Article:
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AFSA and Other Trades Petition FSOC
On Aug. 19, AFSA signed a joint trade petition to the Financial Stability Oversight Council (FSOC) asking for a rulemaking regarding the authority to require supervision and regulation of certain nonbank financial companies. The petition asked FSOC to amend its 2012 rule governing the process by which companies are designated as “systemically important financial institutions” (SIFIs). Currently, the standards and procedures for doing so are “vague and opaque.” Once companies are designated as SIFIs, they are placed under enhanced prudential supervision by the Federal Reserve Board of Governors.
The petition is intended to improve the quality of FSOC’s decision making and to assure the company going through the process a fair opportunity to understand the issues of concern and the facts on which FSOC is relying. Thus, the company can be afforded the opportunity to respond meaningfully and effectively. The petition also asked for increased procedural protections around the final SIFI determination and hearing. FSOC may respond to the petition in any of three ways: publish the petition for notice and comment, reject it, or simply not respond.
SEC Poised to Vote on Long-awaited Securitization RulesPoliticoPRO (08/19/14) Temple-West, Patrick
According to sources familiar with the situation, the Securities and Exchange Commission (SEC) is likely to hold a vote in September on new disclosure rules for home mortgages, credit cards and auto loans that are packaged into securities and sold. The commission also is close to voting on rules for credit-rating agencies. Both rules will be voted on together. SEC Chairwoman Mary Jo White has been criticized in the past for not acting quickly enough to finish rules required under the 2010 Dodd-Frank Wall Street Reform and Consumer Protection Act. Industry analysts and consumer advocates have long awaited the new rules, which will erase uncertainty in the asset-backed securities markets.
Industry players have raised concerns over consumer privacy in regards to the new disclosure requirements. The proposed requirements would have placed portions of a borrower’s credit score on the ABS instrument, which financial institutions say would open them to lawsuits. The SEC took steps in February to alleviate these concerns while still attempting to give investors more information about the debt vehicle they are purchasing.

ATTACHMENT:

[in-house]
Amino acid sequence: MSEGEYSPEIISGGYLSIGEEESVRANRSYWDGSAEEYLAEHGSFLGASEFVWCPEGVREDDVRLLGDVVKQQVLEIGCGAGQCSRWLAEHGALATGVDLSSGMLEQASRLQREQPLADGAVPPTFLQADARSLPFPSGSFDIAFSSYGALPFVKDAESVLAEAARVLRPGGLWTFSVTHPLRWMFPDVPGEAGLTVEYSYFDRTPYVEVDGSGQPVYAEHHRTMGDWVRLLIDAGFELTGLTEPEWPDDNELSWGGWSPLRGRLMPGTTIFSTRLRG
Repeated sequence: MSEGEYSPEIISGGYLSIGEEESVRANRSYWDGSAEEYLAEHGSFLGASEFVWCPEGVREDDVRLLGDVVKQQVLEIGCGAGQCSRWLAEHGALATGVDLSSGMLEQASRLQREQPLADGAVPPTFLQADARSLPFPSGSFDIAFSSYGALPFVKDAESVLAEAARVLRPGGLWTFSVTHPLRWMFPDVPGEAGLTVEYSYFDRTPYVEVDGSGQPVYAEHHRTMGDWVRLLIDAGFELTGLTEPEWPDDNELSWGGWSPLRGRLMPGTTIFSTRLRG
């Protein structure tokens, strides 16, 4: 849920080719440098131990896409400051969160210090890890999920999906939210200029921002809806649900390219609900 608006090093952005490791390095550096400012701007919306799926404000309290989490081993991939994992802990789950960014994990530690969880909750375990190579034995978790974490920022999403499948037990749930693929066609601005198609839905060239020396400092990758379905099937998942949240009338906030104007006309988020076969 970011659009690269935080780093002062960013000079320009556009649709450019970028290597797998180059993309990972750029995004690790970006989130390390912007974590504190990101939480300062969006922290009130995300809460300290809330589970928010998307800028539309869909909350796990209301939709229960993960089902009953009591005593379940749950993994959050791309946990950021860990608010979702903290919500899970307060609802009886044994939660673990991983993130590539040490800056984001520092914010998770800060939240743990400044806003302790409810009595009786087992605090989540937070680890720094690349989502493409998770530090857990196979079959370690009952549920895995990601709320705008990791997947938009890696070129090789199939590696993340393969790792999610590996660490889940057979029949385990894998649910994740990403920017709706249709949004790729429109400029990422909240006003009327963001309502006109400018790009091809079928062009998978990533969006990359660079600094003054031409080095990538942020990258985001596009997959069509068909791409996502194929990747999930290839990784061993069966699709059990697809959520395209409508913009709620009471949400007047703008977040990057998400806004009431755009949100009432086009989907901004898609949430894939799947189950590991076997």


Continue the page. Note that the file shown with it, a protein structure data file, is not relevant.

Bad Vendor Oversight Led to Auto Lender's Fine, CFPB SaysAmerican Banker (08/20/14) Witkowski, Rachel
The Consumer Financial Protection Bureau (CFPB) made it clear that simply blaming software vendors for technical bugs is not a viable excuse. The bureau took action against First Investors Financial Services Group, a Texas-based subprime auto lender, fining it $2.8 million for allegedly failing to correct errors in its computer system, which resulted in borrowers’ credit profiles being harmed. Software that was purchased from a third-party vendor included inaccurate scoring data.
"Today's action sends a signal to all companies that supply information to the credit reporting agencies that they must have sound practices in place that protect consumers," said CFPB Director Richard Cordray. "Data furnishers have the legal duty to identify consumers accurately, correctly recount the consumers' payment histories, and keep their own information and record-keeping in order."
According to industry analysts, other financial institutions should be prepared for similar enforcement actions and investigations. The First Investors complaint alleged that the company understated the amounts customers were paying, especially when consumers made multiple payments in a month. Additionally, First Investors overstated the dollar amount by which many of its customers were past due.
Justice Strikes $17B Settlement with BofAPoliticoPRO (08/21/14) Prior, John and Temple-West, Patrick
On August 21, Bank of America (B of A) and the Department of Justice agreed to a nearly $17 billion settlement of federal and state allegations that it sold risky mortgage-backed securities. The agreement includes a fine of $9.65 billion and$7 billion in aid to homeowners who are struggling with mortgage payments. Several states and federal agencies are set to receive payments under the settlement.
B of A will pay $6.8 billion to Justice and $1.03 billion to the Federal Deposit Insurance Corp. California and New York each will receive $300 million under the agreement, followed by $200 million for Illinois, $75 million for Maryland, $45 million for Delaware and $23 million for Kentucky. The deal also includes a $245 million settlement with the Securities and Exchange Commission.
The bank attempted to argue that the fine amount should be much reduced because the alleged abuses occurred at Countrywide and Merrill Lynch before the firms were acquired by B of A in 2009. The deal is the largest settlement in history, surpassing deals with both JPMorgan Chase ($13 billion) and Citigroup ($7 billion). No criminal charges have been filed.
Critics of the deal argue that the large dollar amounts are misleading, especially since most of the settlement amount is not cash payments. Banks receive credit toward the settlement for modifying a consumer’s mortgage. The bank also can donate properties for redevelopment in communities and write new loans for creditworthy individuals who may have been shut out of the mortgage market.
Industry analyst note that the B of A deal is one of the last of the financial crisis. CEO Brian Moynihan agreed, saying, “We believe this settlement, which resolves significant remaining mortgage-related exposures, is in the best interests of our shareholders, and allows us to continue to focus on the future.”
S&P/Experian: Auto Defaults Stay Flat in JulySubPrime Auto Finance News (08/20/14)